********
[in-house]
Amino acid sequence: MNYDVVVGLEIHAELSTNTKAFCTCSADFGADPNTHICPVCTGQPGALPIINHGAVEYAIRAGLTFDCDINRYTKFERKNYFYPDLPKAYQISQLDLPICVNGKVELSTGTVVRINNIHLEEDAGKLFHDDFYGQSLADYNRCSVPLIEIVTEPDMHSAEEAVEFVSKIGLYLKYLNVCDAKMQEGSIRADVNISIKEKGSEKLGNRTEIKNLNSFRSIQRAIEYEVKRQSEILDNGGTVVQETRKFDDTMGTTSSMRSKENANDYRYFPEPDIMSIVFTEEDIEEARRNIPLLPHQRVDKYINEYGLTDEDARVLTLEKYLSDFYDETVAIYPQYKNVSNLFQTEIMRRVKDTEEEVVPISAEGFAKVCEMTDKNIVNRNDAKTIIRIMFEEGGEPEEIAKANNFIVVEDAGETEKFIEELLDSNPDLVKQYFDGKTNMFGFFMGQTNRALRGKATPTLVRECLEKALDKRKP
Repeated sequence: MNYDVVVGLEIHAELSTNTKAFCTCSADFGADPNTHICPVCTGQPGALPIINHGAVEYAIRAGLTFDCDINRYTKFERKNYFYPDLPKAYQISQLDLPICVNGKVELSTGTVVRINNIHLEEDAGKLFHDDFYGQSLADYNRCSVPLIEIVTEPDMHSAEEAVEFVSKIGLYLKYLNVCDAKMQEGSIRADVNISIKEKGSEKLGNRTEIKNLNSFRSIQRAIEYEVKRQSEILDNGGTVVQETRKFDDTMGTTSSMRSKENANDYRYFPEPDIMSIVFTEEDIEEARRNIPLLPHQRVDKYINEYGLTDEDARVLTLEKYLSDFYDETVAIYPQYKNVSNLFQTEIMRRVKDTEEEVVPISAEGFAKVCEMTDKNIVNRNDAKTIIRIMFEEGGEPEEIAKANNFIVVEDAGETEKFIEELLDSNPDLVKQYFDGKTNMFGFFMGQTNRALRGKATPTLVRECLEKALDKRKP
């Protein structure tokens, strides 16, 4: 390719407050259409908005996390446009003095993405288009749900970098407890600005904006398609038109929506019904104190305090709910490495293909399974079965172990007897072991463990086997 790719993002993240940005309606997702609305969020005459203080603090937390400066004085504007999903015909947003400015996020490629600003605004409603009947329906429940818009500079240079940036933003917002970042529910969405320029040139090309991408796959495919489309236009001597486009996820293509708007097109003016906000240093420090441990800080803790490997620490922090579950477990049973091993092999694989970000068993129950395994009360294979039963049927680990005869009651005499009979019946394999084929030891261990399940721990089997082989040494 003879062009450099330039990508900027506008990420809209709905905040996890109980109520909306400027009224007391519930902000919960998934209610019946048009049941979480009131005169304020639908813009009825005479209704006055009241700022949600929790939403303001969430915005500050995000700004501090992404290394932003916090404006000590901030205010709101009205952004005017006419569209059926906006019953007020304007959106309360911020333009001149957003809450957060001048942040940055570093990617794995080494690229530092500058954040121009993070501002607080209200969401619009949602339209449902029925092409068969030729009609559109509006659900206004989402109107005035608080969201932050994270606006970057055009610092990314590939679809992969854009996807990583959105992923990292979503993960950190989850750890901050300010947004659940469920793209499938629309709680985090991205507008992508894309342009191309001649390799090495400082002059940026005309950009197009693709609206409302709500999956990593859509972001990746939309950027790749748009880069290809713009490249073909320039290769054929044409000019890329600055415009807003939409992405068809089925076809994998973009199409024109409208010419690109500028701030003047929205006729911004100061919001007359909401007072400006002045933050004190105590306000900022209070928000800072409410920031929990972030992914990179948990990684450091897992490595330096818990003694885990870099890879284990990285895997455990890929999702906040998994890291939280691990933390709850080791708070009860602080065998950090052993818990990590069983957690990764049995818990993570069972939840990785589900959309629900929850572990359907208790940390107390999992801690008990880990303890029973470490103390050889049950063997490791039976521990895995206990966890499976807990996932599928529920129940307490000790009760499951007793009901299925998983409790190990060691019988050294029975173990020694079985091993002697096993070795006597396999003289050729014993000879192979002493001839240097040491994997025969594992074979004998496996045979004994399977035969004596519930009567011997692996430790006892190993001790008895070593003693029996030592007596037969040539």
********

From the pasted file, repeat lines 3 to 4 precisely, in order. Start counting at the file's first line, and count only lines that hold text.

Repeated sequence: MNYDVVVGLEIHAELSTNTKAFCTCSADFGADPNTHICPVCTGQPGALPIINHGAVEYAIRAGLTFDCDINRYTKFERKNYFYPDLPKAYQISQLDLPICVNGKVELSTGTVVRINNIHLEEDAGKLFHDDFYGQSLADYNRCSVPLIEIVTEPDMHSAEEAVEFVSKIGLYLKYLNVCDAKMQEGSIRADVNISIKEKGSEKLGNRTEIKNLNSFRSIQRAIEYEVKRQSEILDNGGTVVQETRKFDDTMGTTSSMRSKENANDYRYFPEPDIMSIVFTEEDIEEARRNIPLLPHQRVDKYINEYGLTDEDARVLTLEKYLSDFYDETVAIYPQYKNVSNLFQTEIMRRVKDTEEEVVPISAEGFAKVCEMTDKNIVNRNDAKTIIRIMFEEGGEPEEIAKANNFIVVEDAGETEKFIEELLDSNPDLVKQYFDGKTNMFGFFMGQTNRALRGKATPTLVRECLEKALDKRKP
């Protein structure tokens, strides 16, 4: 390719407050259409908005996390446009003095993405288009749900970098407890600005904006398609038109929506019904104190305090709910490495293909399974079965172990007897072991463990086997 790719993002993240940005309606997702609305969020005459203080603090937390400066004085504007999903015909947003400015996020490629600003605004409603009947329906429940818009500079240079940036933003917002970042529910969405320029040139090309991408796959495919489309236009001597486009996820293509708007097109003016906000240093420090441990800080803790490997620490922090579950477990049973091993092999694989970000068993129950395994009360294979039963049927680990005869009651005499009979019946394999084929030891261990399940721990089997082989040494 003879062009450099330039990508900027506008990420809209709905905040996890109980109520909306400027009224007391519930902000919960998934209610019946048009049941979480009131005169304020639908813009009825005479209704006055009241700022949600929790939403303001969430915005500050995000700004501090992404290394932003916090404006000590901030205010709101009205952004005017006419569209059926906006019953007020304007959106309360911020333009001149957003809450957060001048942040940055570093990617794995080494690229530092500058954040121009993070501002607080209200969401619009949602339209449902029925092409068969030729009609559109509006659900206004989402109107005035608080969201932050994270606006970057055009610092990314590939679809992969854009996807990583959105992923990292979503993960950190989850750890901050300010947004659940469920793209499938629309709680985090991205507008992508894309342009191309001649390799090495400082002059940026005309950009197009693709609206409302709500999956990593859509972001990746939309950027790749748009880069290809713009490249073909320039290769054929044409000019890329600055415009807003939409992405068809089925076809994998973009199409024109409208010419690109500028701030003047929205006729911004100061919001007359909401007072400006002045933050004190105590306000900022209070928000800072409410920031929990972030992914990179948990990684450091897992490595330096818990003694885990870099890879284990990285895997455990890929999702906040998994890291939280691990933390709850080791708070009860602080065998950090052993818990990590069983957690990764049995818990993570069972939840990785589900959309629900929850572990359907208790940390107390999992801690008990880990303890029973470490103390050889049950063997490791039976521990895995206990966890499976807990996932599928529920129940307490000790009760499951007793009901299925998983409790190990060691019988050294029975173990020694079985091993002697096993070795006597396999003289050729014993000879192979002493001839240097040491994997025969594992074979004998496996045979004994399977035969004596519930009567011997692996430790006892190993001790008895070593003693029996030592007596037969040539």